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CARICOM Leaders Discussing “Thorny” Issues Regarding CSME

CARICOM Leaders listen as the regional organisation's Secretary-General, Ambassador Irwin LaRocque, addresses the 37th Summit. Photo courtesy of the CARICOM Secretariat.

CARICOM Leaders Discussing “Thorny” Issues Regarding CSME

GEORGETOWN, Guyana, July 5, (CMC) – Caribbean Community (CARICOM) leaders will be “taking a look at the thorny issues” confronting the full implementation of the CARICOM Single Market and Economy (CSME) during their three-day summit here, which opened on Monday night.

Barbados Prime Minister, Freundel Stuart, who has lead responsibility for the CSME within the quasi-CARICOM Cabinet, told the Caribbean Media Corporation (CMC) that while he was not in a position to outline the recommendations going before the leaders at this time, he was certain that the initiative had been very beneficial so far to the Caribbean population.

Trinidad and Tobago’s Prime Minister, Dr. Keith Rowley, has already indicated that Port of Spain would be placing on the regional agenda, the issue of the CSME that is observing its 10th anniversary.

The CSME allows for the free movement of goods, skills, labour and services across the region, but it has been dogged by various problems, including allegations by some regional countries that their nationals are not being allowed to freely enter member states.

Stuart told CMC that the speech delivered by his St. Vincent and the Grenadines counterpart, Dr. Ralph Gonsavles, in which he was critical of people who felt that CARICOM had been a failure, was “very interesting in that regard, because as I said in Barbados last year (CARICOM summit), we have a way of tending to accentuate what has not happened and a way of losing sight of, in fact, what has happened.

“I do not think that the situation is as grave as I heard described, I think the focus is on what has not yet happened.

“Let us be very frank about it, over the last seven to eight years, our region has been under pressure from events taking place in the international environment. Most of our member states have had to be inward-looking with a view to ensuring that they deal with the hot immediacies of everyday governance”.

CARICOM Chair and Dominica's Prime Minister, Rooseveldt Skerrit, accompanies CARICOM Secretary-General, Ambassador Irwin LeRocque, into the Summit. Photo credit: CARICOM Secretariat.

CARICOM Chair and Dominica’s Prime Minister, Roosevelt Skerrit, accompanies CARICOM Secretary-General, Ambassador Irwin LaRocque, into the Summit. Photo credit: CARICOM Secretariat.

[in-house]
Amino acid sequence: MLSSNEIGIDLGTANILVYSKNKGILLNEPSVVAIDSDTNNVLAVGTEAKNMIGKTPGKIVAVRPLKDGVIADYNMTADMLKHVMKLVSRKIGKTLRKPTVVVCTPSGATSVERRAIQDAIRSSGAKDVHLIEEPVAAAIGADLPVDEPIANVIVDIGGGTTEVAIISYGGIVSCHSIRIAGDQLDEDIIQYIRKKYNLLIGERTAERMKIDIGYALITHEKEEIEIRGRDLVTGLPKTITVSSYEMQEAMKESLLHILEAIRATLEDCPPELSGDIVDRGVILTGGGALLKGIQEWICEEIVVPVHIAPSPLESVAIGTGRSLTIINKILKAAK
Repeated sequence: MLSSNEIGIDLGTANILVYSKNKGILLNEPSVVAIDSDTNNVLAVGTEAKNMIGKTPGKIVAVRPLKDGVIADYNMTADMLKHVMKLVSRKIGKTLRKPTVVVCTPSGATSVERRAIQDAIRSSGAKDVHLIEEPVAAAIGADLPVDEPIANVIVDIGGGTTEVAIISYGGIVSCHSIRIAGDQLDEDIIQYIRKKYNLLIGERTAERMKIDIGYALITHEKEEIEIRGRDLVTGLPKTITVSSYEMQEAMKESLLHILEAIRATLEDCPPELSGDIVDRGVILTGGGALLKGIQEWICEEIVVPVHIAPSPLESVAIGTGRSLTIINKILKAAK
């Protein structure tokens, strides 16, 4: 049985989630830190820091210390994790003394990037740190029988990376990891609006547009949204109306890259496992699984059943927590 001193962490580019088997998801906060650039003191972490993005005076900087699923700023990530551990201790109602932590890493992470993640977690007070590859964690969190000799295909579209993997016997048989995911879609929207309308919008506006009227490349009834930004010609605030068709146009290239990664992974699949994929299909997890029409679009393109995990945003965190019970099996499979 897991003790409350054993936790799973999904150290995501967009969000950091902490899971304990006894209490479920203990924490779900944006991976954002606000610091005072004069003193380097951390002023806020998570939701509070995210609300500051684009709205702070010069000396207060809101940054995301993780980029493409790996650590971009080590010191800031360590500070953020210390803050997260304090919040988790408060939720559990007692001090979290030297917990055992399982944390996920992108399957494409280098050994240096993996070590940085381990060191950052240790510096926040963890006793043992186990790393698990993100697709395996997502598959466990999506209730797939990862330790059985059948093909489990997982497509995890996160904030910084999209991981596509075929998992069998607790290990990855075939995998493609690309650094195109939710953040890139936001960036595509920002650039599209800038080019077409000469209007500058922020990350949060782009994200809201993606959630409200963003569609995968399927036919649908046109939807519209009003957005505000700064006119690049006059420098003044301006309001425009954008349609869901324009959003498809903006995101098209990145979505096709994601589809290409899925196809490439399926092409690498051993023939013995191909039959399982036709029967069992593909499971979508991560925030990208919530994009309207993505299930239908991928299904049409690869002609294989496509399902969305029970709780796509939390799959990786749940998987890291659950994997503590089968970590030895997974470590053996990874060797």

But he told CMC that at this summit here, “we are going to be having a look at what are the thorny issues that need to be resolved, what are the mountains we need to climb to bring to full, or near full, realisation of the Caribbean Single Market and Economy”.

CARICOM Chairman, Roosevelt Skerrit, speaking at the ceremonial opening of the summit here, on Monday night, said “I cannot understand why we have not completed the essential infrastructure to facilitate movement towards an effective free trade area, a meaningful community or a Single Market and Economy”.

He questioned why the initiative has so far failed to gain the necessary traction needed, saying “there is no doubt whatsoever, that the essential infrastructure to facilitate economic cooperation and growth in CARICOM is incomplete.

“Let us not ignore the fact that we have made some progress,” he said, noting for example, we have seen movement in the fourth priority, which is a productive regionally integrated labour market, including a long range view of the skills needed, their movement and how work is done”.

But Skerrit sought to underscore the need for greater cooperation among Caribbean countries noting that “it takes two hands to clap.

“CARICOM is not about imposing policies and programs on member states. It is about empowering member states by democratic means. A major responsibility therefore falls at the level of Member States to get things moving.

“For example, we have agreed on any number of measures to advance the CARICOM Single Market and Economy and our officials have completed all the necessary technical work.

“However, due to the failure of our member states to give the go ahead, those critical measures remain unattended. There are several other cases which can be listed as demonstrating that there can be movement in other areas of the CSME. Their completion could enhance our competitiveness and create considerable opportunities for our community,” he stated.

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